Amreeka, If You Ban Abortions For Women, Then Make Condoms And Vasectomies Mandatory For Men, EVERY TIME!

It is necessary to drive the point home that while women bear the consequences of unwanted pregnancies, it is men who are responsible for the pregnancies and should take accountability to prevent them.

The US Supreme Court, through the landmark Roe v/s Wade judgement, had protected the liberty of a pregnant woman to choose to have an abortion without excessive government restriction.

With the Supreme Court now voting to strike down the 49 year old decision, the state is once again denying women the right to take decisions which impact their bodies and their lives.

The “Pro Life” faction argues that life is sacred and therefore abortions must be disallowed. Despite all the emotional and physical trauma that a pregnant woman might go through on account of an unwanted pregnancy, they argue that the life of the foetus is more important than any suffering that the woman might go through, and so abortions should not be allowed.

However, what they conveniently ignore is the fact that easiest way to prevent abortions is to prevent unwanted pregnancies, and if they were serious about ending abortions, what they should actually do is to focus on preventing unwanted pregnancies.

Men really don’t care, and must be held accountable

Let’s unpick that – Why do women get pregnant?

Women get pregnant when men ejaculate inside them. Sometimes, the ejaculation is consensual, but when the man ejaculates despite the woman not being physically, financially or emotionally ready to become a mother, he causes an unwanted pregnancy.

Simply put, the best way to stop unwanted pregnancies from happening is for men to stop ejaculating inside women without their consent. This can be done in either of two painless ways- the man can either use a condom, or pull out before ejaculation.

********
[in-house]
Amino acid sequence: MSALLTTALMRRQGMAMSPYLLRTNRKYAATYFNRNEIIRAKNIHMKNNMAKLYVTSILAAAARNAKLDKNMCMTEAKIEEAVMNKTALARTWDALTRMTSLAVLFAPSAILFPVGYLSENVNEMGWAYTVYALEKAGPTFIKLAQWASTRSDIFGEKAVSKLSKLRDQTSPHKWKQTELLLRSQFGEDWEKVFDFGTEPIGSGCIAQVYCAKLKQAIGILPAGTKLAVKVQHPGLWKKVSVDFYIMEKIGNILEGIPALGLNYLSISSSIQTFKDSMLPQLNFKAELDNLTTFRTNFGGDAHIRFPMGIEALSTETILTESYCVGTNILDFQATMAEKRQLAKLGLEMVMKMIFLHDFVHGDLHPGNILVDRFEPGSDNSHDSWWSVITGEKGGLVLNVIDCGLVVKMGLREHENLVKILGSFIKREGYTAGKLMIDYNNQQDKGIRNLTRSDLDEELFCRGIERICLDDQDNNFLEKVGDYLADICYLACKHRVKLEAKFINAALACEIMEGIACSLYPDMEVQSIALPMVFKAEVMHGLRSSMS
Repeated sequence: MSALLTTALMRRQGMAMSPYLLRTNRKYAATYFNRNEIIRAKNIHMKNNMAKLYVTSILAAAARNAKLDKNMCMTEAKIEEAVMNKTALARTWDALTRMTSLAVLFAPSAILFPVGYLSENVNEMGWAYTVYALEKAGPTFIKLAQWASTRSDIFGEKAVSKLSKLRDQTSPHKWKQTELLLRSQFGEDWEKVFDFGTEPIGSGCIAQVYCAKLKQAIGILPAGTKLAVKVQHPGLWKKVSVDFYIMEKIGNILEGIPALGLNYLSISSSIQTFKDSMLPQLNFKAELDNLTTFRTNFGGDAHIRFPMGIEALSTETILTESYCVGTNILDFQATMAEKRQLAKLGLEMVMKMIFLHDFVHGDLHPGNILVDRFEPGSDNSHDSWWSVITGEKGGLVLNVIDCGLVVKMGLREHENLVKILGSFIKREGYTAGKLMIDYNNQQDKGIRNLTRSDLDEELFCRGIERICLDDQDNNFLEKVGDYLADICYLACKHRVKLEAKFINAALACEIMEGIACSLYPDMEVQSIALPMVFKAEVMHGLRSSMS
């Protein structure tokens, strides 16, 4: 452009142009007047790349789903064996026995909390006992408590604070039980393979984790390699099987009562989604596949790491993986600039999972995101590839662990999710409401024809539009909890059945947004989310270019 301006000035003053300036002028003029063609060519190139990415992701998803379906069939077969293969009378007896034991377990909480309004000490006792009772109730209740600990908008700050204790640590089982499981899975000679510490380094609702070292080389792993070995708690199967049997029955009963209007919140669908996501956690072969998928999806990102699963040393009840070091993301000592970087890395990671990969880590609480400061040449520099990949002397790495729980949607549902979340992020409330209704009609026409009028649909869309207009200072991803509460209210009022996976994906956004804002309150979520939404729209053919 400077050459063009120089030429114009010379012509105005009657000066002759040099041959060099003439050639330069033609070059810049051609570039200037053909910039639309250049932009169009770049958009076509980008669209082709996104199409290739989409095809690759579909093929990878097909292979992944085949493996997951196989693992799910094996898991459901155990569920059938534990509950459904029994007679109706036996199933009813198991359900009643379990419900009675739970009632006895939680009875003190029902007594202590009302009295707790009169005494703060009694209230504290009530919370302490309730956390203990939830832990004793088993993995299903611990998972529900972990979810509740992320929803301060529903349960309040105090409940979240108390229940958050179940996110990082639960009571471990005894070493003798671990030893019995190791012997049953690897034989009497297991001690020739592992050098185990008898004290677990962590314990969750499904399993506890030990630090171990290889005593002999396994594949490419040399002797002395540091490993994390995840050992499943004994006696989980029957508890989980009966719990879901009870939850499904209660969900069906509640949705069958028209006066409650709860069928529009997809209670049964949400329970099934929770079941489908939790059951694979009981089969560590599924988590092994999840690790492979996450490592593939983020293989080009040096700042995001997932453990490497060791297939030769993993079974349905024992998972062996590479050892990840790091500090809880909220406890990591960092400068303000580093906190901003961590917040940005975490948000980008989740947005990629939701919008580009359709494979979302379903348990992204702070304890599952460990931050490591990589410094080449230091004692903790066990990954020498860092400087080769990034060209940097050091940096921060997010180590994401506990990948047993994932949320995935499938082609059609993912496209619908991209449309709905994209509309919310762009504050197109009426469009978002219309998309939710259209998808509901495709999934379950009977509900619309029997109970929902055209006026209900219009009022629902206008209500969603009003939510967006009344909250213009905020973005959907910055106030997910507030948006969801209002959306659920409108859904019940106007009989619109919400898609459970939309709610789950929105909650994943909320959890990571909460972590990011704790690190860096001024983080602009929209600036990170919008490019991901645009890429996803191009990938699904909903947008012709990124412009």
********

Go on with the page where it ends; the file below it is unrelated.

If preventing an unwanted pregnancy is as simple and painless as using a condom everytime you have sex, why then do all men not use it, except when they are trying to get pregnant?

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That is apparently because condoms marginally reduce the pleasure of sex and men do not want to compromise on that. So essentially, when a man has sex without a condom, what he is saying is that for a few extra moments of heightened pleasure he is willing to risk getting his partner pregnant. Clearly the man is either unaware of the physical and emotional discomfort of pregnancy, the expense of child bearing and child rearing and the opportunities his partner will miss out on because of motherhood- or, he just doesn’t care.

Essentially, therefore, by causing an unwanted pregnancy, the man is saying that he chooses a few moments of pleasure over something that will adversely impact the entire trajectory of his partner’s life. Yet, by not focussing on ending unwanted pregnancies, the “Pro Life” lobby enables such men to get away, and instead punishes the woman who is already a victim of the selfishness and irresponsibility of the man.

Oral contraceptives have side effects and birth control not in control of women in abusive situations

If a woman doesn’t want to get pregnant, why can’t she use birth control, the “pro lifers” may ask.

More women would certainly use oral contraceptives if they didn’t have a long list of harmful side effects, ranging from nausea and headaches to weight gain and unnatural pigmentation. For lack of a better alternative, women who lead a regular and active sex life may still consider using oral contraceptives. However, it requires daily use and does not allow any disruptions and therefore is not always fool proof.

More importantly, given the fact that it needs to be taken daily, and has a long list of side effects, oral contraceptives do not make much sense for a woman who does not have a regular sex life. You cannot simply pop a pill the morning before you are intending to have sex, and expect it to work- you should be taking it regularly so it syncs with the natural ovulation cycle. While there are emergency contraceptive pills which can be had after an unexpected ejaculation, the efficacy in preventing an unwanted pregnancy is low. These are best used only as a fall-back option in case of failure of other contraceptives.